Cabinet meeting: 5 July 2021
Minutes of a meeting (via Teams) of the Cabinet on 5 July 2021.
In this page
- Lesley Griffiths MS (chair)
- Rebecca Evans MS
- Vaughan Gething MS
- Jane Hutt MS
- Eluned Morgan MS
- Jeremy Miles MS
- Mick Antoniw MS
- Dawn Bowden MS
- Hannah Blythyn MS
- Julie Morgan MS
- Lynne Neagle MS
- Lee Waters MS
- Rt. Hon. Mark Drakeford MS
- Julie James MS
- Shan Morgan, Permanent Secretary
- Des Clifford, Director General Office of the First Minister
- Will Whiteley, Deputy Director Cabinet Division
- Toby Mason, Head of Strategic Communications
- Jane Runeckles, Special Adviser
- Madeleine Brindley, Special Adviser
- Alex Bevan, Special Adviser
- Daniel Butler, Special Adviser
- Ian Butler, Special Adviser
- Kate Edmunds, Special Adviser
- Sara Faye, Special Adviser
- Clare Jenkins, Special Adviser
- Andrew Johnson, Special Adviser
- Mitch Theaker, Special Adviser
- Tom Woodward, Special Adviser
- Christopher W Morgan, Cabinet Secretariat (minutes)
- Damian Roche, Cabinet Secretariat
- Tracey Burke, Director General, Education and Public Services
- Andrew Goodall, Director General, Health
- Reg Kilpatrick, Director General, COVID-19 Crisis Coordination
- Andrew Slade, Director General, Economy, Skills and Natural Resources
- Catrin Sully, Cabinet Office
- Andrew Jeffreys, Director Treasury
- Frank Atherton, CMO
- Rob Orford, Chief Scientific Adviser Health
- Fliss Bennee, Co-Chair TAC
- Tom Smithson, Deputy Director COVID-19 Restart
- Liz Lalley, Deputy Director Recovery
- Bill MacDonald, COVID-19 Recovery
- Helen Lentle, Director Legal Services
- Dylan Hughes, First Legislative Counsel
- Piers Bisson, Director European Transition, Constitution and Justice
- Christopher Warner, Deputy Director Constitutional Affairs
- Ed Sherriff, Deputy Director, EU Transition
- Gemma Nye, CMO’s office
The Minister for Rural Affairs and North Wales, and Trefnydd advised Cabinet that the First Minister had asked her to chair Cabinet due to a family bereavement.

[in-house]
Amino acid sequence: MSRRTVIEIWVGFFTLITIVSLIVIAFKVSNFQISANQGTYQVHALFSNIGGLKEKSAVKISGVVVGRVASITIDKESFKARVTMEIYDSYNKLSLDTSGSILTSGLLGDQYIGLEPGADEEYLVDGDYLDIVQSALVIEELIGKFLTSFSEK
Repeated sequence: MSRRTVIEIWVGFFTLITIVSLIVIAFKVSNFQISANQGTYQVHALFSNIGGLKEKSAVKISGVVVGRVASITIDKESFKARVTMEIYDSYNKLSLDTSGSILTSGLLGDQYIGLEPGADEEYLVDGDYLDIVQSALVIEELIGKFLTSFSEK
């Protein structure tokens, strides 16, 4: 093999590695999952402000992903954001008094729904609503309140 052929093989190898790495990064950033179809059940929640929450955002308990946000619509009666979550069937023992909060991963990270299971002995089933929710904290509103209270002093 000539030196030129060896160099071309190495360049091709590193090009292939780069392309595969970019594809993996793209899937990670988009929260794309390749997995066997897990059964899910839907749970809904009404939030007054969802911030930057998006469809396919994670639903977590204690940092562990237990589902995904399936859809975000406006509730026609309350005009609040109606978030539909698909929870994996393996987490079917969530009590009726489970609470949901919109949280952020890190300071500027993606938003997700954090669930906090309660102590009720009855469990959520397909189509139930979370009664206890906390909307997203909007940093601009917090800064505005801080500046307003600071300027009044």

Minutes of the previous meeting
1.1 Cymeradwyodd y Cabinet gofnodion y 28 Mehefin / Cabinet approved the minutes of 28 June.
2.1 The Minister for Rural Affairs and North Wales, and Trefnydd informed Cabinet that there had been a number of changes to Senedd business. The Minister would be responding to First Minister’s Questions and the Counsel General and Minister for the Constitution would deliver the Legislative Statement. In addition, the Minister for Education and Welsh Language would make a statement on ‘Curriculum Reform, the next steps’.
2.2 No votes were scheduled for Tuesday and voting time on Wednesday was expected to be around 5:45pm.
Coronavirus Control Plan: Baseline measures
3.1 The Minister for Rural Affairs and North Wales, and Trefnydd introduced the item, which asked Cabinet to agree measures that should be developed, with partners, to form a new baseline Alert Level. This would be below Alert Level 1 within the overall Coronavirus Control Plan. Ministers had already discussed proposals to move from limits on the number of people gathering to an approach whereby caps were determined by a risk assessment of certain settings, and retaining Test Trace Protect (TTP) and supporting legal duties. These decisions would now need to be confirmed along with the other measures outlined in the supporting paper.
3.2 The Minister for Health and Social Services was invited to provide feedback from the meeting earlier that day with the Chancellor of the Duchy of Lancaster and representatives from the other devolved nations about the plans of the UK Government to lift restrictions in England.
3.3 It was reported that the data presented at the meeting highlighted that infection rates in England were doubling approximately every eight days and hospital admission rates were doubling every 12 days. New cases could soon be up to 50,000 a day.
3.4 Despite this, UK Ministers were determined to press ahead and ‘reopen society’ in England on 19 July. This would include no limits on social contact, removal of the one metre plus rule, apart from within limited settings, and no legal requirement for face coverings, although this would still be recommended through guidance in certain situations.
3.5 Nightclubs would be permitted to reopen, the capacity caps on businesses would be lifted along with those attending weddings, funerals and events. Guidance on working from home and restrictions on numbers visiting care homes would also end. The Test and Trace system would remain in place as would the requirement to self-isolate, although this would not apply to contacts of positive cases if fully vaccinated or under 18. In addition, the requirement to quarantine when returning from ‘amber list’ countries would be removed for people who were fully vaccinated.